by Jackie Langetieg

Letter To My Daughter

We never had the chance to know
the secrets of each other—how I learned to braid,
first with your great, great grandmother’s
silk stockings, crossing one over the other and then,
her unbound white hair—alive in my hands.

Would you have remembered

my touch on your cheek, breathing in your newness
kissing the soft fuzz on your head? When you became a teen,
I would have helped you add an outrageous color
to your blondness—would you have chosen magenta
like the young woman at work—to match her motorcycle? I chose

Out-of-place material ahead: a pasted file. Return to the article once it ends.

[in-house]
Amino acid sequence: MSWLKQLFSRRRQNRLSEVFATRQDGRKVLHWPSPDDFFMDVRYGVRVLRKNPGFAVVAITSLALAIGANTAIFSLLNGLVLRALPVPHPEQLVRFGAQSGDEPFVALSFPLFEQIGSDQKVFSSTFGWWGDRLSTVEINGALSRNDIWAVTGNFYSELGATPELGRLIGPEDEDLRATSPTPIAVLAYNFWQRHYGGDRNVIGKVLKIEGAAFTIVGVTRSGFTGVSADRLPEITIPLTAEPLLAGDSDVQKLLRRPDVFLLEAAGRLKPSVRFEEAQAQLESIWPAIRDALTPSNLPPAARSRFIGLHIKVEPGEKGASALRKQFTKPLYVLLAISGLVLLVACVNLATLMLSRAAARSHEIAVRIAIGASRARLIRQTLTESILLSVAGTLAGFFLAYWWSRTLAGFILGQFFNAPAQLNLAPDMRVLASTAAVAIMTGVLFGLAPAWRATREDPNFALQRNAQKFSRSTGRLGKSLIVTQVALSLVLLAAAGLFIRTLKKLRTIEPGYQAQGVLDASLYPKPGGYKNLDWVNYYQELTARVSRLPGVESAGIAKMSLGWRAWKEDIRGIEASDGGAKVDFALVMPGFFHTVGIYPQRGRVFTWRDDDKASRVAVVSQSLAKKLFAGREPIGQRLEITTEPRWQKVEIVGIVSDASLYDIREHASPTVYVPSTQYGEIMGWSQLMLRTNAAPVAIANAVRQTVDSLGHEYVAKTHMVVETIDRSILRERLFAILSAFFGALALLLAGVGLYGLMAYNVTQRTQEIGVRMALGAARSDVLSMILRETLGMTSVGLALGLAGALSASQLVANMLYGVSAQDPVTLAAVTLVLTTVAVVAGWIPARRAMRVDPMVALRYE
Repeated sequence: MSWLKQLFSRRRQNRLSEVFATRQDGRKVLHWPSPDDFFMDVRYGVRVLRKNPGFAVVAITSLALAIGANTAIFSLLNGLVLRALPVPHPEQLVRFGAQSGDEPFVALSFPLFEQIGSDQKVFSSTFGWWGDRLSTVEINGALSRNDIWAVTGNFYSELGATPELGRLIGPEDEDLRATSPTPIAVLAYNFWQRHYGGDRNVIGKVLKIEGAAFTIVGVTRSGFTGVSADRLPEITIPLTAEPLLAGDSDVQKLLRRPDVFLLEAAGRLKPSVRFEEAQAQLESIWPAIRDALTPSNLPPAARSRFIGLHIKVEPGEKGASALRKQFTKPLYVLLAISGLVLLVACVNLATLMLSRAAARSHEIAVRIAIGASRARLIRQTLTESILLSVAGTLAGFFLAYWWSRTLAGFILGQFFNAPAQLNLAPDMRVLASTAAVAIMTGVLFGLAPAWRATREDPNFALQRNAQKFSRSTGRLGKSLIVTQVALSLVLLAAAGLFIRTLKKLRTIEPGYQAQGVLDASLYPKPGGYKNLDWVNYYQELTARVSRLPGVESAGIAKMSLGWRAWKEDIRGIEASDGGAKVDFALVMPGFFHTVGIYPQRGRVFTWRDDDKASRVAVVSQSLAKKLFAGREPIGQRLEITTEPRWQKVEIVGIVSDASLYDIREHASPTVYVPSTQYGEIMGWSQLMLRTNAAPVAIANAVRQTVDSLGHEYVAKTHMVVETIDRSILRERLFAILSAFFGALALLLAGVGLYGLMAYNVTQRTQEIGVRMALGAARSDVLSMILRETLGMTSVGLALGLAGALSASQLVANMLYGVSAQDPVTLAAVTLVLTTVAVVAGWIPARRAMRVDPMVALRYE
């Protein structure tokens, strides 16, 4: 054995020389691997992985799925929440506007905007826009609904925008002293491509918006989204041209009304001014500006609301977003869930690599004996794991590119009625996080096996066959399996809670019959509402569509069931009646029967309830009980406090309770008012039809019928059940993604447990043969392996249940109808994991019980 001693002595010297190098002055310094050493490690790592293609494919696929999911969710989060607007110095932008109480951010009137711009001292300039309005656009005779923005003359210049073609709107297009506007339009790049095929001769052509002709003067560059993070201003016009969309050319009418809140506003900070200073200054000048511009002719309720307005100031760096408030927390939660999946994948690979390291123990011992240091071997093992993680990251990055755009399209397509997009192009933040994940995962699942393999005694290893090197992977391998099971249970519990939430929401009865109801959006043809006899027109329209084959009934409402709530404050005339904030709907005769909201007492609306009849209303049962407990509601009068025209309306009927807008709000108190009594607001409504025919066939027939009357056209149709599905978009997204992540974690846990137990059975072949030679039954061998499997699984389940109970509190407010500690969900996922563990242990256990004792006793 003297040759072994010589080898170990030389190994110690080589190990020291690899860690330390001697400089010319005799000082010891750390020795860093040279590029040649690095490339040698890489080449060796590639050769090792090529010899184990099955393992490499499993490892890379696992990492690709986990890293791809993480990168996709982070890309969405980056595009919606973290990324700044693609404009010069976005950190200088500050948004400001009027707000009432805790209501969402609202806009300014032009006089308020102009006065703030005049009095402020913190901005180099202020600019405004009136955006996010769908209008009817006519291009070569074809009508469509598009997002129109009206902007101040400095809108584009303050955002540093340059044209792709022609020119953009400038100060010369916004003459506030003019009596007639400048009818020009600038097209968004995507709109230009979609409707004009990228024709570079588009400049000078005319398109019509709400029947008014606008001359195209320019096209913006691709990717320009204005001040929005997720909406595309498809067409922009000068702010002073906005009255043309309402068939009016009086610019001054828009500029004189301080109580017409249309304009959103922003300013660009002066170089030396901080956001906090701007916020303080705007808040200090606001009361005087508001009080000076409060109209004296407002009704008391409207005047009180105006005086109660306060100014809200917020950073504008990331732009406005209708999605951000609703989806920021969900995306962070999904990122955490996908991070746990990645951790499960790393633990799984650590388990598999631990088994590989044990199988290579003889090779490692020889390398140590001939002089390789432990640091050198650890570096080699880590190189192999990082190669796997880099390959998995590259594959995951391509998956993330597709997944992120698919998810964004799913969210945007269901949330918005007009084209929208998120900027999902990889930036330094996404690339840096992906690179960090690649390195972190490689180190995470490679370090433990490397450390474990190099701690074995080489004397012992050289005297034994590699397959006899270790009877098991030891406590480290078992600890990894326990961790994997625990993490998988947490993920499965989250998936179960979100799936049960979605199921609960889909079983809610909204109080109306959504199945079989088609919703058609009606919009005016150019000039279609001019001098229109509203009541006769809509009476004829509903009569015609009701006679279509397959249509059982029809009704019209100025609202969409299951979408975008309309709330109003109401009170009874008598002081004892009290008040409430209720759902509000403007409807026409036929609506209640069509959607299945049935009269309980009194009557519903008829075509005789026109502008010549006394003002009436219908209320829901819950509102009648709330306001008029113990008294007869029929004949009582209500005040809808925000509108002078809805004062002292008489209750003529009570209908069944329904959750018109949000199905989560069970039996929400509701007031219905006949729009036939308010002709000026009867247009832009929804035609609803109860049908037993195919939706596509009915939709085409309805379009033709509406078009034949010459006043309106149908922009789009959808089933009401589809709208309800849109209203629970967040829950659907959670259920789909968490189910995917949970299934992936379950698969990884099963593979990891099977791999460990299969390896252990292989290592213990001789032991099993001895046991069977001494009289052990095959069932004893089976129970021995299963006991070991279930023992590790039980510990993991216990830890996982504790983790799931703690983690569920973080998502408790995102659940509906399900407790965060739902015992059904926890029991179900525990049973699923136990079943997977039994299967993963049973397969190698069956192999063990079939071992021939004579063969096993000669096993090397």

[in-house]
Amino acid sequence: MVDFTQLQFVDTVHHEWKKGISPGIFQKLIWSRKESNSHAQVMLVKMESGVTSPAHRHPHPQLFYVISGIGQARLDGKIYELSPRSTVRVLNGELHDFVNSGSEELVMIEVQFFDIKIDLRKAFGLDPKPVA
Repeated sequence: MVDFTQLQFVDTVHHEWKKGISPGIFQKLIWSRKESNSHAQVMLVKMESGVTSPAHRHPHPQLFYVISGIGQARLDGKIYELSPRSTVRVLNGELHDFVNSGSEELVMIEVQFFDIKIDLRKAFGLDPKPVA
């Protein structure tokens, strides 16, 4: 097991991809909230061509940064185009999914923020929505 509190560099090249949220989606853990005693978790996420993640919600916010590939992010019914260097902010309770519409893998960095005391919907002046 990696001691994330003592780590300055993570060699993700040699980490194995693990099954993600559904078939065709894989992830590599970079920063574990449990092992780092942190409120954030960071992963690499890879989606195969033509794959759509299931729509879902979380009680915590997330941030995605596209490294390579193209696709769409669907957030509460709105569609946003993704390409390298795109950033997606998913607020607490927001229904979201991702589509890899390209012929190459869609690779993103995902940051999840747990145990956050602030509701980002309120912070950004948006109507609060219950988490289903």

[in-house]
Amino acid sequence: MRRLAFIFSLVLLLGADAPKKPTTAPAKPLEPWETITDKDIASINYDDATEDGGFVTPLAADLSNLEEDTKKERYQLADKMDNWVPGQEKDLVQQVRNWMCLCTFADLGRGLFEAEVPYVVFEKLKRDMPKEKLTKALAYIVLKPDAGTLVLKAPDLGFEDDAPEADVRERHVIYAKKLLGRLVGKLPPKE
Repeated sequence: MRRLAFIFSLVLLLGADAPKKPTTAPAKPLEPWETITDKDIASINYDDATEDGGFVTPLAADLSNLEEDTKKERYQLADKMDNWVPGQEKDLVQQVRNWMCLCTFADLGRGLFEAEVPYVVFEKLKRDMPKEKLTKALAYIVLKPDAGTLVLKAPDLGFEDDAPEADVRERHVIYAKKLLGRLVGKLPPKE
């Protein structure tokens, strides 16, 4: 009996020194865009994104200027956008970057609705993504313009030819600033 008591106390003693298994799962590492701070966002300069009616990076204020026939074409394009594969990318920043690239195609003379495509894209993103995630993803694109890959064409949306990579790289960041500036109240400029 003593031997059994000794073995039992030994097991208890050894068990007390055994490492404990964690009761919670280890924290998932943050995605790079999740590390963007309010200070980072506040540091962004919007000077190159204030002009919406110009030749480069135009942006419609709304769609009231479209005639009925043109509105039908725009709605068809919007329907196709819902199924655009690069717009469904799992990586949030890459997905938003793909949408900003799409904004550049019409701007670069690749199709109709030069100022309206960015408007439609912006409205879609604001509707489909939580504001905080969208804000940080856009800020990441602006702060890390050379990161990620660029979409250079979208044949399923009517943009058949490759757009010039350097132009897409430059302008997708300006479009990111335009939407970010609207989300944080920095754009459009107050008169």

green food coloring on St. Patrick’s Day when I was fifteen, and

I would have told you

how I put a henna rinse in your grandmother’s hair,
the label promising to take away the gray. How it went orange
and we washed it again and again until she gave up
and covered the pale melon shade with a babushka, and
when you were older, you could have helped me comfort her
when chemo thinned her thick white hair.

And daughter

I would welcome your strength now, in my sixties,
lost in remembering what keeps and what fades. Still,
I feel some part of you here when I am waking or drifting into sleep—
the woman who stands on my shoulders and the shoulders
of all the women in our clan—that soul
who tried to find me when I was twenty, your nest
left in the pink disappearing water.

-Previously published in Wisconsin Academy Review, Summer 2003